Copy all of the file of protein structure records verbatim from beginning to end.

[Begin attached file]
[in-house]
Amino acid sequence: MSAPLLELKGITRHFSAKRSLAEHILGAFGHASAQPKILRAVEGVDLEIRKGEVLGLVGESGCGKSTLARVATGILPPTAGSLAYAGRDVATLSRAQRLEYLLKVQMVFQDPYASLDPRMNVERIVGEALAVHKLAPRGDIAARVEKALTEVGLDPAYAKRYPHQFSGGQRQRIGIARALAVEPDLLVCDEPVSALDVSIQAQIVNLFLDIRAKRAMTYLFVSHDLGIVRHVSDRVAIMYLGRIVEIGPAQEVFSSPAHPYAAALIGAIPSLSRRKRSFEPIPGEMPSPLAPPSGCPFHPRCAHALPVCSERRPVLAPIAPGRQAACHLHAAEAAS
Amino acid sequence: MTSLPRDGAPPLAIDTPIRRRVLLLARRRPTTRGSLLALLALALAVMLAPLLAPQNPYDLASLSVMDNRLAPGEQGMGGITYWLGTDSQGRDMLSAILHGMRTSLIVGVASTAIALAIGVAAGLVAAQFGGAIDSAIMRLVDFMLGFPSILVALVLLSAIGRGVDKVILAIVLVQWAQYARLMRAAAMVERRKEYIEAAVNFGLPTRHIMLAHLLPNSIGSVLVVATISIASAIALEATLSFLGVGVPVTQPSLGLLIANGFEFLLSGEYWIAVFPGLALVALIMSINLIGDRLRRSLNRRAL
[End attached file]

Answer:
[in-house]
Amino acid sequence: MSAPLLELKGITRHFSAKRSLAEHILGAFGHASAQPKILRAVEGVDLEIRKGEVLGLVGESGCGKSTLARVATGILPPTAGSLAYAGRDVATLSRAQRLEYLLKVQMVFQDPYASLDPRMNVERIVGEALAVHKLAPRGDIAARVEKALTEVGLDPAYAKRYPHQFSGGQRQRIGIARALAVEPDLLVCDEPVSALDVSIQAQIVNLFLDIRAKRAMTYLFVSHDLGIVRHVSDRVAIMYLGRIVEIGPAQEVFSSPAHPYAAALIGAIPSLSRRKRSFEPIPGEMPSPLAPPSGCPFHPRCAHALPVCSERRPVLAPIAPGRQAACHLHAAEAAS
Amino acid sequence: MTSLPRDGAPPLAIDTPIRRRVLLLARRRPTTRGSLLALLALALAVMLAPLLAPQNPYDLASLSVMDNRLAPGEQGMGGITYWLGTDSQGRDMLSAILHGMRTSLIVGVASTAIALAIGVAAGLVAAQFGGAIDSAIMRLVDFMLGFPSILVALVLLSAIGRGVDKVILAIVLVQWAQYARLMRAAAMVERRKEYIEAAVNFGLPTRHIMLAHLLPNSIGSVLVVATISIASAIALEATLSFLGVGVPVTQPSLGLLIANGFEFLLSGEYWIAVFPGLALVALIMSINLIGDRLRRSLNRRAL